What is Periodontitis? Causes – Diagnosis – Treatment – CARDS DENTAL

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what is periodontitis

Periodontitis is an infection of the gums and possibly jaws, which can cause permanent jaw damage and lead to tooth loss. Untreated Periodontitis has been linked to increased risk for conditions such as heart disease, stroke, low birth weight babies, preterm delivery, respiratory disease, and prostate cancer. In advanced stages, periodontitis can lead to sore, bleeding gums; painful chewing problems; and even tooth loss.

Gingivitis vs Periodontitis

Gingivitis (gum inflammation) usually comes before Periodontitis (gum disease). In its early stages,  gingivitis can have increased plaque, which causes the gums to become inflamed and to easily bleed during tooth brushing. No permanent damage, to either bone or tissue, has occurred at this stage. However, if it is left untreated, it can lead to Periodontitis.

Once it advances to Periodontitis, the inside layer of gum and bone pull away from the teeth. Inside these spaces, there can be food impactions, leading to infections. Plaque starts to form below the gum. As Periodontitis progresses, the connective tissues that hold the teeth in their place start to get broken from different toxins. Hence, this disease can lead to tooth loss.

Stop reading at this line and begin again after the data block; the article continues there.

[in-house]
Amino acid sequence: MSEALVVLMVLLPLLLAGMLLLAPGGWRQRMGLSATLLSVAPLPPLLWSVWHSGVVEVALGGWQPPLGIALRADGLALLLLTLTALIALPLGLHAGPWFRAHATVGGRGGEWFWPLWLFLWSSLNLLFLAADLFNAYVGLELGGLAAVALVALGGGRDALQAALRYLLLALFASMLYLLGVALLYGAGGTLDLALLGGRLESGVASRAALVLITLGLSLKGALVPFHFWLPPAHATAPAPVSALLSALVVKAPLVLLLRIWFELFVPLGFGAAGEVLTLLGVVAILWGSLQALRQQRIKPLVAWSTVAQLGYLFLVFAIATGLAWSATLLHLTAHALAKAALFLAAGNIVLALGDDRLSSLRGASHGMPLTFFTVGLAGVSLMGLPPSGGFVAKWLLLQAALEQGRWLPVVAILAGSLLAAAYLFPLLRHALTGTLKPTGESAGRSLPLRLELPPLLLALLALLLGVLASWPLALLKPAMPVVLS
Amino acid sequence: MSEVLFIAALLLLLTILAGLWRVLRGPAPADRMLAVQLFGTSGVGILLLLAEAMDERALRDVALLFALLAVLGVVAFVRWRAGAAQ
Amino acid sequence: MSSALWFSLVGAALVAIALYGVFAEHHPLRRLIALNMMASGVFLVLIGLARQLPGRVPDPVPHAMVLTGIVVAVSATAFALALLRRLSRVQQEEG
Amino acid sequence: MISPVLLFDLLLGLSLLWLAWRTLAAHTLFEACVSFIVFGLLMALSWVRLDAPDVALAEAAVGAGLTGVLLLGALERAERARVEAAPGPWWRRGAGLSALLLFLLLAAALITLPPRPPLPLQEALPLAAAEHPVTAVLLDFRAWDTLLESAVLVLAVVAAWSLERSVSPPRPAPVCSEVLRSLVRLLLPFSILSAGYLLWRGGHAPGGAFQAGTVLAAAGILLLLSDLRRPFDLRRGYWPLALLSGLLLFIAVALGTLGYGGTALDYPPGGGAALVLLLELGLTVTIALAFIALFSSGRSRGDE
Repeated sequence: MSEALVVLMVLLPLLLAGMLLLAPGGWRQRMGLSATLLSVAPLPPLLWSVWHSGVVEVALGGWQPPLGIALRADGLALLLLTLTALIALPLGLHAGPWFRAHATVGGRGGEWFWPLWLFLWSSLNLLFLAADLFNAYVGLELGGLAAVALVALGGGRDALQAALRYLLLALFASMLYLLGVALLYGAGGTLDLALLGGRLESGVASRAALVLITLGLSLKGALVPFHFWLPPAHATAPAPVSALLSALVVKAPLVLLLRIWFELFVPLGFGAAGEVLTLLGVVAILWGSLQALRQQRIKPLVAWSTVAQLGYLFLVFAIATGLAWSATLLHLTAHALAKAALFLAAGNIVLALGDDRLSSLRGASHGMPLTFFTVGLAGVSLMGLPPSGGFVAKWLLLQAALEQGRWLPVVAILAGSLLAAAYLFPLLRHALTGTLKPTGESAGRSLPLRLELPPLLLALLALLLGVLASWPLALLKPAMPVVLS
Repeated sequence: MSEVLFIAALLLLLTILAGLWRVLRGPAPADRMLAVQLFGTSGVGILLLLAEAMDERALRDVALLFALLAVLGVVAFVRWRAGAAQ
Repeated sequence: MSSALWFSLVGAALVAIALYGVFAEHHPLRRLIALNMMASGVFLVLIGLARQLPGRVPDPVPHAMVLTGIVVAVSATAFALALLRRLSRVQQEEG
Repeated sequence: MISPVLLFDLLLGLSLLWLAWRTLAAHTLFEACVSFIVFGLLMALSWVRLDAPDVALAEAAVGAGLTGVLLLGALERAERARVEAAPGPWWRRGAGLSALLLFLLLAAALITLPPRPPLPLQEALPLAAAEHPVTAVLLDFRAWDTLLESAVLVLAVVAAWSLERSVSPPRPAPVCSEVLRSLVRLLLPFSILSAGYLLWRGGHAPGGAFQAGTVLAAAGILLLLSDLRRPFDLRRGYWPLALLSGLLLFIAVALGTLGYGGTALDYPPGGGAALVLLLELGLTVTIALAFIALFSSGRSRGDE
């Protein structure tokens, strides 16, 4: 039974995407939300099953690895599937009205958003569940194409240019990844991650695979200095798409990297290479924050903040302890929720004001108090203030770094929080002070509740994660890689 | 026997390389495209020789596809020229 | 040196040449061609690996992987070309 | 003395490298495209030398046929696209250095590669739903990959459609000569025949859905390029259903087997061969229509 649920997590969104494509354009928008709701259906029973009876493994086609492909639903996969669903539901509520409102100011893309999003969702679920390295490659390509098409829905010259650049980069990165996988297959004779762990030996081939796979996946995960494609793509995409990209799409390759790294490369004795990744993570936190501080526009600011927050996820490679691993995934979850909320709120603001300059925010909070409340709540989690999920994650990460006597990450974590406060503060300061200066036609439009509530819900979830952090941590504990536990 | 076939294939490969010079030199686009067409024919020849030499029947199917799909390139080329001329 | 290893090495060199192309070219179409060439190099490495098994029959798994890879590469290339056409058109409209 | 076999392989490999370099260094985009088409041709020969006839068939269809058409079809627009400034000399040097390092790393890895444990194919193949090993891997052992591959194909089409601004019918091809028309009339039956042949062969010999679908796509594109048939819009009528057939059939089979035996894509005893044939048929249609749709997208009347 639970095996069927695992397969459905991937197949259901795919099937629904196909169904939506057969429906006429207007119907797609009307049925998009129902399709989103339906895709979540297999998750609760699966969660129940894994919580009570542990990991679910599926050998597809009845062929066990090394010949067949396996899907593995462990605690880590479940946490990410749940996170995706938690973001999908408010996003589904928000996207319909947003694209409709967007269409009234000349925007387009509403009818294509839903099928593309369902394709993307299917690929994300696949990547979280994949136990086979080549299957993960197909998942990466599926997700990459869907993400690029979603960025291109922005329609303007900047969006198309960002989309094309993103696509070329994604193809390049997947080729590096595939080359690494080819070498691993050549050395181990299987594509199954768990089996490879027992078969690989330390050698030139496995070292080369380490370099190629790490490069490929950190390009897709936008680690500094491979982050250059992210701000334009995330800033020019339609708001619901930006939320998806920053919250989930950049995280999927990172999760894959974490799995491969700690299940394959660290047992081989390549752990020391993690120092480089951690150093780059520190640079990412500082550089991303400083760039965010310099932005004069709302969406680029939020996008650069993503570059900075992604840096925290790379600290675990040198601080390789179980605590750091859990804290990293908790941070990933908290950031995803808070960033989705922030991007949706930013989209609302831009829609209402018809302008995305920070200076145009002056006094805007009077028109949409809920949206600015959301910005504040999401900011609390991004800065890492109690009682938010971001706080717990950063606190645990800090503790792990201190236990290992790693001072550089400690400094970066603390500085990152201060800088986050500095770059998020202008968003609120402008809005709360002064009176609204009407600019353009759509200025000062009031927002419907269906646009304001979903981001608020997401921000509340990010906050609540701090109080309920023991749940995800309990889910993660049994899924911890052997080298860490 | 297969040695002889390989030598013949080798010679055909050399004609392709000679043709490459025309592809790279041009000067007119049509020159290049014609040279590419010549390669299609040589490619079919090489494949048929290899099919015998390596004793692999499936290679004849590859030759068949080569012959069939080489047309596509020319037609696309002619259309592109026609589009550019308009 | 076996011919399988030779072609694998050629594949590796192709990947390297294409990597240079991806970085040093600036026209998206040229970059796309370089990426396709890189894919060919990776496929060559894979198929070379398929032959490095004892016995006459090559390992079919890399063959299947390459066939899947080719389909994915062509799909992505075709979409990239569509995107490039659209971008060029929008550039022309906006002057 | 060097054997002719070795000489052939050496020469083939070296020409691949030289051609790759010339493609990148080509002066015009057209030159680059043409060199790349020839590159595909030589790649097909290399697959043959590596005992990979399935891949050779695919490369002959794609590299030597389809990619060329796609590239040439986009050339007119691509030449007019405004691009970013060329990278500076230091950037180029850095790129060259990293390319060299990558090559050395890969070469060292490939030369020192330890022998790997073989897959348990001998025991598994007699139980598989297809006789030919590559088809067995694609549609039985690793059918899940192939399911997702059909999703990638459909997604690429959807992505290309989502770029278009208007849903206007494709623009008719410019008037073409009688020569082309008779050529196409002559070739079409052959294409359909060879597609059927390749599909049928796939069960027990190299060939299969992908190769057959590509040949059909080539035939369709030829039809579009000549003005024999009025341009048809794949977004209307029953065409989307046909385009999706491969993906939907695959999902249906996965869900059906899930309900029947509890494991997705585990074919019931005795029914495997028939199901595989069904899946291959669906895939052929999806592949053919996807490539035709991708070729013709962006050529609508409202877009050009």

1. Halitosis
  2. Swollen and tender gums
  3. Loose teeth, or teeth that have shifted
  4. Sensitive teeth
  5. Pus around the teeth
  6. Painful chewing
  7. Bleeding gums

Risk Factors

  1. Plaque
  2. Smoking
  3. Diabetes
  4. Hormonal Changes
  5. Medications that reduce saliva
  6. Illnesses like AIDS, and their medications
  7. Genetics


The dentist will examine your gums for any inflammation around the teeth. If any spaces have started to form because of the gum peeling away from your teeth, the dentist will also measure those with his ruler (called a probe). In a healthy mouth, the depth is usually considered to be 1 to 3 mm. They will also examine your previous medical history to see if anything corresponds from there.

After this, the dentist might require X-Rays just to check for any bone losses, and if it is really serious, he/she might refer you to a periodontist, who are the gum experts.


  1. Brushing and flossing to remove any plaque
    1. If any hardened plaque is formed, then a professional cleaning will be required
  2. Possible surgery if the disease is highly advanced
  3. Following care plans given by the periodontists or dentists


  1. No smoking
  2. Brushing your teeth at least twice a day with a fluoride toothpaste
  3. Flossing regularly to remove plaque within two teeth
  4. Visiting the dentist regularly


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Author Since:  September 18, 2018


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